Although you may know him from television’s “The Vampire Diaries” or “Saving Hope” or a handful of other mainstream motion pictures (“Spider-Man 2”)–Daniel Gillies’ restless talent ventures beyond dedicated, capable acting turns (see 2006’s “The Sensation of Sight” with David Strathairn). He is a passionate cinema connoisseur who dared to make an indie film (his first, hopefully not his last, 2010’s “Broken Kingdom”).
From the genesis of the idea to the physical and mental realities of actual locations and filming (in the case of “Broken Kingdom,” the varied landscape of Bogota, Colombia)–writing and directing a movie independent of studio static takes a will of granite. It demands a specific anarchic determination, a capacity for humility that both strengthens and levels the human spirit, and immeasurable hubris.
Gillies and I spoke at length on the phone (he in the Valley, sans trousers due to the heat and me in my apartment in Hollywood, sitting Indian style on my floor scribbling notes). We spoke of John Cassavetes, Wong Kar Wei, P. T. Anderson (both of us agreed we should be at a theater watching Anderson’s “The Master”) and a handful of other auteurs (Terrence Malick and Gus Van Sant) that influenced “Broken Kingdom.”
Gillies struck me as an emotional man of precise convictions with a playful intellect–sincere, passionate, a bit unconventional, and willing to accept compliments (he’s a fine actor) or criticism (of which I really had none to offer) with graciousness. There was a total absence of pretension.
Perhaps the most fun for me was finding out Gillies knows his film history. We both ADORE films–and the streaks of lightning that dart around each other when two film nuts start talking about their favorites (for Gillies, John Cassavetes’ “Opening Night,” from 1977, and for me Cassavetes’ “Love Streams” from 1984), the lightning shots energize and invigorate like ice bullets to the cerebellum.
On making “Broken Kingdom,” Gillies said he, “…rehearsed the shit out of his actors. I believe in heavy rehearsals.” He mentioned not forcing his performers to hit given marks (a Cassavetes-ism) in order to free up their instincts. Gillies saw some 150 girls before (correctly) casting a disarming and natural Jeraldin Chapeton Estacio as a 14 year-old prostitute in the film. The movie (made for “well under half a million”) was a labor of love from inception to martini time for Gillies (who plays the aloof writer in the film).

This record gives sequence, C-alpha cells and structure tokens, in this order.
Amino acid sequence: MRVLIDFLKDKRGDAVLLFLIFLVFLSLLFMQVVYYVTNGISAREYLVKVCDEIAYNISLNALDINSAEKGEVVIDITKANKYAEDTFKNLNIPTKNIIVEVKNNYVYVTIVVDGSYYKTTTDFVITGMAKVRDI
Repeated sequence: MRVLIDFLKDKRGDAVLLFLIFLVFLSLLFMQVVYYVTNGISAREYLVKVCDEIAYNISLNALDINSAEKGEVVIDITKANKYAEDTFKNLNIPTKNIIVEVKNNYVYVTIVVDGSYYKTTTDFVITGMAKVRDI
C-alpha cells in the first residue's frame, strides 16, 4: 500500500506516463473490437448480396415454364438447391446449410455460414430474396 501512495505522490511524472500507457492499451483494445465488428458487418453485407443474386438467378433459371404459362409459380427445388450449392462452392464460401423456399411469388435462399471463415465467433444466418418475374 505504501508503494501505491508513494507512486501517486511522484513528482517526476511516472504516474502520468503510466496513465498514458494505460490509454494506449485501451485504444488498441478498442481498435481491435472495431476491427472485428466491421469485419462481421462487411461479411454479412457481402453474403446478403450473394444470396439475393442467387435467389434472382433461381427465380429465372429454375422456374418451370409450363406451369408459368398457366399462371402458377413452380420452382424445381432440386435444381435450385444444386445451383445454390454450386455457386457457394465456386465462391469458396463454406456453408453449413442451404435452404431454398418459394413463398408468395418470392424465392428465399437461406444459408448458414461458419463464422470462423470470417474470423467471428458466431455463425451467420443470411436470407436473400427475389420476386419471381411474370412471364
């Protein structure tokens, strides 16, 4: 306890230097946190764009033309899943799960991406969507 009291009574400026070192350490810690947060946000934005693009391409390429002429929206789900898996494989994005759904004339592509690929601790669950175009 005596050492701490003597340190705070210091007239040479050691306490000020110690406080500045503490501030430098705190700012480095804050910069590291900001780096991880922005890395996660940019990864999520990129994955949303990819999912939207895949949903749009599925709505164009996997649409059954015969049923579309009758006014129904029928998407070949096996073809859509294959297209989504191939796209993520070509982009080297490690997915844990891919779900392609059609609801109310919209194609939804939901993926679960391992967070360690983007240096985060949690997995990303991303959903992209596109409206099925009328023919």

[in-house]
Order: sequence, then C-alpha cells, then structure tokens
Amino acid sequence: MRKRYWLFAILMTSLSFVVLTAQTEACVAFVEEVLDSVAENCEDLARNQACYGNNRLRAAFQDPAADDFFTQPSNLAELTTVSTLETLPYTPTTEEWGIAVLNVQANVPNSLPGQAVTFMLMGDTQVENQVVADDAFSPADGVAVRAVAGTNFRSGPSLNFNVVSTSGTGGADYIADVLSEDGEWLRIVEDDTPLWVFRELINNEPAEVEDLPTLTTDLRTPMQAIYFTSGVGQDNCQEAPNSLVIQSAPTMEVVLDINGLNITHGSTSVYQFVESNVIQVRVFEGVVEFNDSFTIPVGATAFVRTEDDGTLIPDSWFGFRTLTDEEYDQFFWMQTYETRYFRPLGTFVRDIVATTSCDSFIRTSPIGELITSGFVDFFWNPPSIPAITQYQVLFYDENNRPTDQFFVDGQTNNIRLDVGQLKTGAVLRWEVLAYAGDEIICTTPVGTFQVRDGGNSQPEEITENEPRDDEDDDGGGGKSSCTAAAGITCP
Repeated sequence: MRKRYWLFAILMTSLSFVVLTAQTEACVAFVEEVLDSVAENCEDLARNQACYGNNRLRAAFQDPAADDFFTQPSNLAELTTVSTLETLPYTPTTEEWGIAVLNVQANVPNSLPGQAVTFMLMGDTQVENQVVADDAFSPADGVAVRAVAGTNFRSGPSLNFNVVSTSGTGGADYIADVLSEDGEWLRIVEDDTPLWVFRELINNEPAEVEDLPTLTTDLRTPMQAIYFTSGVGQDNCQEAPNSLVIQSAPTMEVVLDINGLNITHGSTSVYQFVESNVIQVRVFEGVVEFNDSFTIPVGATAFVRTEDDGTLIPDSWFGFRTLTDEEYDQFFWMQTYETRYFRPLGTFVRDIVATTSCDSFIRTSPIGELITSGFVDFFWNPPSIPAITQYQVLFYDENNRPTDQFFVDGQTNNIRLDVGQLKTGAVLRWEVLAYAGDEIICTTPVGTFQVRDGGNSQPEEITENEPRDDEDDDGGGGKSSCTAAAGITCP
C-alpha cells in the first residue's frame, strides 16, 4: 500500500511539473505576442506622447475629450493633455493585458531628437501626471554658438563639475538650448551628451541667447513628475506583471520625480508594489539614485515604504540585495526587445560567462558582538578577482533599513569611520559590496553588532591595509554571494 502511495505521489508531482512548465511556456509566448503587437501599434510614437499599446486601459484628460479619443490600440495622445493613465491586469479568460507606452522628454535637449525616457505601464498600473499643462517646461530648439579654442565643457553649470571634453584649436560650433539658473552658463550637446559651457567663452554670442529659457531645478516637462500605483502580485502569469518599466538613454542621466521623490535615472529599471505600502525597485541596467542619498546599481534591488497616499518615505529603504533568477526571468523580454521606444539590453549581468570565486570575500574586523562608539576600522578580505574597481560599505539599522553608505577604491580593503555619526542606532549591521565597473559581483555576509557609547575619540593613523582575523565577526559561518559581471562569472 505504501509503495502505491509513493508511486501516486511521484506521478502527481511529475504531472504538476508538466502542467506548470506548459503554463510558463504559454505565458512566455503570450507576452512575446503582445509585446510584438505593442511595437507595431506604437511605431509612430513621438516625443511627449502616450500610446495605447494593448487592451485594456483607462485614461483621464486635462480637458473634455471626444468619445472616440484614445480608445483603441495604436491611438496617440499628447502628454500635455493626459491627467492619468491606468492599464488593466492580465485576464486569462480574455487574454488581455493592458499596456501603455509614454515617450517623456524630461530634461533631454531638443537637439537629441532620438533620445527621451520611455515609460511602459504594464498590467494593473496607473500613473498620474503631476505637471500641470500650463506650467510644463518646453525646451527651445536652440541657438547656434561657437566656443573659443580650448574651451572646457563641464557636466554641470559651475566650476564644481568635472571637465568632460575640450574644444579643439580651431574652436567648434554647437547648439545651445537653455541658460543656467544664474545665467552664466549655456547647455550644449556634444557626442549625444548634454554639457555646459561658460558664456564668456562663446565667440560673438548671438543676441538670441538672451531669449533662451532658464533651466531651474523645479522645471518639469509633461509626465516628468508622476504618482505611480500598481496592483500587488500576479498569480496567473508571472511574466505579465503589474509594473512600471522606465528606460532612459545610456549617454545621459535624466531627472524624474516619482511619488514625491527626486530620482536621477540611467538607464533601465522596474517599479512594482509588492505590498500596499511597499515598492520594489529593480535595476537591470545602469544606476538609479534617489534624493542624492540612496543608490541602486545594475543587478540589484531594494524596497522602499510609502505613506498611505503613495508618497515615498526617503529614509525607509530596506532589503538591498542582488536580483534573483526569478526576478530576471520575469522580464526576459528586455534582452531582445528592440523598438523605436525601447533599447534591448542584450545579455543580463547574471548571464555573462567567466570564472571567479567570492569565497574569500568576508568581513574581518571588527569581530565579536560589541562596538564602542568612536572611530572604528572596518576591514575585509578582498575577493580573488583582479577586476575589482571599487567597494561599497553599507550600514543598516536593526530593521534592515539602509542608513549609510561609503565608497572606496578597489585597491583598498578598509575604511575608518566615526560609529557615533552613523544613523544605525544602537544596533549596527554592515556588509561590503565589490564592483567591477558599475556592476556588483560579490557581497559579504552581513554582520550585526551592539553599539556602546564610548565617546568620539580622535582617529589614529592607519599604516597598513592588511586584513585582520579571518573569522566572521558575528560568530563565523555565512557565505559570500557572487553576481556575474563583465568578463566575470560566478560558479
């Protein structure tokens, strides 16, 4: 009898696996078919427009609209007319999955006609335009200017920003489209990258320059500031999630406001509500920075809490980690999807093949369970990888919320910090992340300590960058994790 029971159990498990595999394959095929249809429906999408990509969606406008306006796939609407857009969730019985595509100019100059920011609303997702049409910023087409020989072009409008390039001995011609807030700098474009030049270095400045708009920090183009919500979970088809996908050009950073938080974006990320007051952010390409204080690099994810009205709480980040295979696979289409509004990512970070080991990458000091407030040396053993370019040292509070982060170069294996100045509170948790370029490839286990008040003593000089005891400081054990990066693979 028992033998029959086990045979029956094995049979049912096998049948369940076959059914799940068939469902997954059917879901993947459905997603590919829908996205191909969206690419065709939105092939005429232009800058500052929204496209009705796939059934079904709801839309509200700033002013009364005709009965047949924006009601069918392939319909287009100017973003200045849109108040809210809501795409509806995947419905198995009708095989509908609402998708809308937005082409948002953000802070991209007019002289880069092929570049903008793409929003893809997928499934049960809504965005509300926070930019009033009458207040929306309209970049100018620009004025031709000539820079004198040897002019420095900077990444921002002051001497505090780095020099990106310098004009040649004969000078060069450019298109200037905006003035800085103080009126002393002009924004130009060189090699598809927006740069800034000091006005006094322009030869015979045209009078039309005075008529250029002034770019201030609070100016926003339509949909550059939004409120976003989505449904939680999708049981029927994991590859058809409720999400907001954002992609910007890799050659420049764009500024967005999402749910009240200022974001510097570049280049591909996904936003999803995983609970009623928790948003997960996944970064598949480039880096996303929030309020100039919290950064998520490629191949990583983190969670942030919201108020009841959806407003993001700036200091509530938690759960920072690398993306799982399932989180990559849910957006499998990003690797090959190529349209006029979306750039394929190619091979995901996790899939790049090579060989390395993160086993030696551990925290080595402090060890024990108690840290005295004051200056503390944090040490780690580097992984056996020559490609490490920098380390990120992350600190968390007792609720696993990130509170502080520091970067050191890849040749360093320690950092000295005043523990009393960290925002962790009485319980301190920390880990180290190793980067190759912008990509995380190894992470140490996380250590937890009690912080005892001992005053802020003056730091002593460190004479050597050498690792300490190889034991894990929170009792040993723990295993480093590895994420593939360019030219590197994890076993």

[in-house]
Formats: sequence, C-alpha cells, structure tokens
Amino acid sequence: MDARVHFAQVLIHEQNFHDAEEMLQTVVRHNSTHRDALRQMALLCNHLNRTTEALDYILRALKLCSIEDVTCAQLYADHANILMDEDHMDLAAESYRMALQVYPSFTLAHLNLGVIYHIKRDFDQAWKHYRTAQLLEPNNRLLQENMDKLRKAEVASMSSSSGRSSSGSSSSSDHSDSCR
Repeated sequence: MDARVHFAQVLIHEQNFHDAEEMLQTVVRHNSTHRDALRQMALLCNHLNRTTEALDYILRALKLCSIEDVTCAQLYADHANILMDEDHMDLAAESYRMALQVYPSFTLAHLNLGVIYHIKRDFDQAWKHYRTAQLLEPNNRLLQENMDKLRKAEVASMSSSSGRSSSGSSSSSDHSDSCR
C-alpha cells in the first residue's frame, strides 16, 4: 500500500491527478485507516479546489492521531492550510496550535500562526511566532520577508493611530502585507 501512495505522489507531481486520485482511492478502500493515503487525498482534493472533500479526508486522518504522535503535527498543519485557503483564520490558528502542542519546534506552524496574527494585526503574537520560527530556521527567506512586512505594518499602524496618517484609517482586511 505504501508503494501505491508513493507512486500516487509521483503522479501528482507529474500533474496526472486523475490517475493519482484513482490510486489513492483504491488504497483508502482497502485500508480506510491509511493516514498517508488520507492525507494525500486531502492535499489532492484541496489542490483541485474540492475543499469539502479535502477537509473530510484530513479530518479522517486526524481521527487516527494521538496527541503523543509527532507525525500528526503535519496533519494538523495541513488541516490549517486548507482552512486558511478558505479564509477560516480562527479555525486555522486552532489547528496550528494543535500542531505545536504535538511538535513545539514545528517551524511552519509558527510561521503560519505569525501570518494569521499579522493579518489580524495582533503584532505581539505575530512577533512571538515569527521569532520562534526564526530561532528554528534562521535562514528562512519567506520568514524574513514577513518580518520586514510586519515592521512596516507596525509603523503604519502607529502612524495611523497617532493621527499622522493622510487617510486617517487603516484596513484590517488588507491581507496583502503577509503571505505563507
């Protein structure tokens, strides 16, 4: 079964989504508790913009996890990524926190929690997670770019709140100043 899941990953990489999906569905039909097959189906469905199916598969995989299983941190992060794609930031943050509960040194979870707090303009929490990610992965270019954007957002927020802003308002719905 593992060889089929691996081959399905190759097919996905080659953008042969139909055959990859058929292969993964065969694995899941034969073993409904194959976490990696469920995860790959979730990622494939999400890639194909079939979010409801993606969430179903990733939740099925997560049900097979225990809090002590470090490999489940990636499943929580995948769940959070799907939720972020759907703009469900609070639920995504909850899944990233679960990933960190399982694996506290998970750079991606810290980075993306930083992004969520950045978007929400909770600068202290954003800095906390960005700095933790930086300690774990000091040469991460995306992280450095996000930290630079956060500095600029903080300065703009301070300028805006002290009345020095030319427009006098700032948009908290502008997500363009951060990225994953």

“Broken Kingdom” is about a guy “wearing lots of masks–be they facial hair or glasses” who is in Bogota playing the tortured writer (what he’s writing eludes everyone in the film including himself). He meets a young prostitute (Estacio) and befriends her. There’s another plotline that takes place in L.A. involving a teacher (Gillies’ wife, Rachel Leigh Cook) and a mystery waiting to be uncovered (the less said about the story, the better). I suggest you see the film.
An added pleasure is Paiman Kalayeh’s feature film debut–a documentary about the making of “Broken Kingdom” called “Kingdom Come.” With commentary and interviews with Tim Roth, Kevin Smith, David Strathairn, Don Cheadle, Mark Ruffalo and many others, the doc is as enjoyable as “Broken Kingdom.” We see the blood, sweat and tears that go into the making of an indie. “Kingdom Come” is an effective companion piece to Gillies’ directing debut. It’s inspiring and reassuring in all the best possible ways (to young filmmakers especially).
Duane Manwiller and Keiko Nakahara photographed “Broken Kingdom.” The always-welcome presence of Seymour Cassel adds gravity to the proceedings and Estacio’s debut performance elevates the film considerably. John Lyons Murphy deserves mention as an instrumental production presence on the film–and of course, Gillies.
He is an actor/filmmaker to keep your eye on. His freshness of perspective and informed understanding of what makes cinema powerful is something to nurture and ally with in today’s troubled/hungry entertainment climate. One hopes the film industry takes a turn for the best, employing the “gamblers” we need at the production levels to green light daring and original cinema. The kind of cinema Daniel Gillies convinced me he is dedicated to making.